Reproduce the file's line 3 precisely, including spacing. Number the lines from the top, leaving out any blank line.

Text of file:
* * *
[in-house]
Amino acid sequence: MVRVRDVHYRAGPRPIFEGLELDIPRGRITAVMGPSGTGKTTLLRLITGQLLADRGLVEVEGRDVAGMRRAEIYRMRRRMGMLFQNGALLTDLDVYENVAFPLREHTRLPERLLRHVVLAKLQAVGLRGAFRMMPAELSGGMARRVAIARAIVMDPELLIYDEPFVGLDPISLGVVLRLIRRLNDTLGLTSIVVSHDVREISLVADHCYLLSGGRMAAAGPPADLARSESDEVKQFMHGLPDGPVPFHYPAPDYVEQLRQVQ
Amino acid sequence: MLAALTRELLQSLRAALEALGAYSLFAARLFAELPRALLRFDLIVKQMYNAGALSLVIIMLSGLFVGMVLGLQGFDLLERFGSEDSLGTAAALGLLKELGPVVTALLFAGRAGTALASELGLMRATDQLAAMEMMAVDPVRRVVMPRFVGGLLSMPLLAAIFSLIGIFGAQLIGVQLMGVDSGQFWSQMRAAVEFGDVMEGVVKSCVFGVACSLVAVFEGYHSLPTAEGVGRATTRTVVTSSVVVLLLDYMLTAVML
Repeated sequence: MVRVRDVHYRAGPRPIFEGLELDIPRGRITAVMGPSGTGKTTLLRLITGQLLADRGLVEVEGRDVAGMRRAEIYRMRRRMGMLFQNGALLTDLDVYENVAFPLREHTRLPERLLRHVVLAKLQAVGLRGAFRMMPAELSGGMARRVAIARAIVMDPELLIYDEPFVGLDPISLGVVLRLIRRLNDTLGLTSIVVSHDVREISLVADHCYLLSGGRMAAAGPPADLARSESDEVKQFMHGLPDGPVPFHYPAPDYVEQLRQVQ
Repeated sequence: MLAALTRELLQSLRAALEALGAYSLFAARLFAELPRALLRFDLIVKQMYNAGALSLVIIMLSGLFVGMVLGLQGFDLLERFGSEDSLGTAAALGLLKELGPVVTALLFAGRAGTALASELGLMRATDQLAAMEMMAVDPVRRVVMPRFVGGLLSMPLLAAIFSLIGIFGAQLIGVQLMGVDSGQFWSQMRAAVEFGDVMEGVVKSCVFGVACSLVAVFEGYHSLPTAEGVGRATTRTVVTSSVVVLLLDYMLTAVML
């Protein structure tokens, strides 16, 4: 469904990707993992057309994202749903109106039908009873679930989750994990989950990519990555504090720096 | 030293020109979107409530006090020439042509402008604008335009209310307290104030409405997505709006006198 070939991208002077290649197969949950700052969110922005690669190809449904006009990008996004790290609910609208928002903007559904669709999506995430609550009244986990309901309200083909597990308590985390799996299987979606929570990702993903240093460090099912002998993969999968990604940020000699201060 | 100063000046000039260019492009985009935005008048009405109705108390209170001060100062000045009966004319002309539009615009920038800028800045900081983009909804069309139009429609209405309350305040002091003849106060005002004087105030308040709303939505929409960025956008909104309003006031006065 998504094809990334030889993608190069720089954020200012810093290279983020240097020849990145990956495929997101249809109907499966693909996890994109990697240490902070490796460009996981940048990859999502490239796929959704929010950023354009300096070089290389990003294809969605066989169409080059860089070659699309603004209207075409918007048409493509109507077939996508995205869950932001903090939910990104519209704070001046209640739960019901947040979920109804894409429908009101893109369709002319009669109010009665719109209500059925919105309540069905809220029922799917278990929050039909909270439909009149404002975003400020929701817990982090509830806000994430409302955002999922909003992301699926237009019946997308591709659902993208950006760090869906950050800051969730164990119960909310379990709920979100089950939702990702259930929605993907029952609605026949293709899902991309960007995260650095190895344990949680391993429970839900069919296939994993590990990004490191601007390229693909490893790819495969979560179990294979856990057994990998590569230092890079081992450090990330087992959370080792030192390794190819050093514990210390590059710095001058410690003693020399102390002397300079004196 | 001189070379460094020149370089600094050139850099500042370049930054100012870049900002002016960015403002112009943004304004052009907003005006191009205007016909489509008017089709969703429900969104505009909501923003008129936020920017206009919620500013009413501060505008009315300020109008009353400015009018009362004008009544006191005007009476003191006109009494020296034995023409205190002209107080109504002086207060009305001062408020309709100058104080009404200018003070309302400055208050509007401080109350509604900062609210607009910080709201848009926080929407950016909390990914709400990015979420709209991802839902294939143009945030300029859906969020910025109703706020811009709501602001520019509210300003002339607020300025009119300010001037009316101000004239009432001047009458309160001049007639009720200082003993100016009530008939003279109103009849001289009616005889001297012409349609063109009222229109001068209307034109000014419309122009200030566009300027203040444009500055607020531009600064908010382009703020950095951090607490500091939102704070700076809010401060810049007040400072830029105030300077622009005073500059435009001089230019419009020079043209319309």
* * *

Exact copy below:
Amino acid sequence: MLAALTRELLQSLRAALEALGAYSLFAARLFAELPRALLRFDLIVKQMYNAGALSLVIIMLSGLFVGMVLGLQGFDLLERFGSEDSLGTAAALGLLKELGPVVTALLFAGRAGTALASELGLMRATDQLAAMEMMAVDPVRRVVMPRFVGGLLSMPLLAAIFSLIGIFGAQLIGVQLMGVDSGQFWSQMRAAVEFGDVMEGVVKSCVFGVACSLVAVFEGYHSLPTAEGVGRATTRTVVTSSVVVLLLDYMLTAVML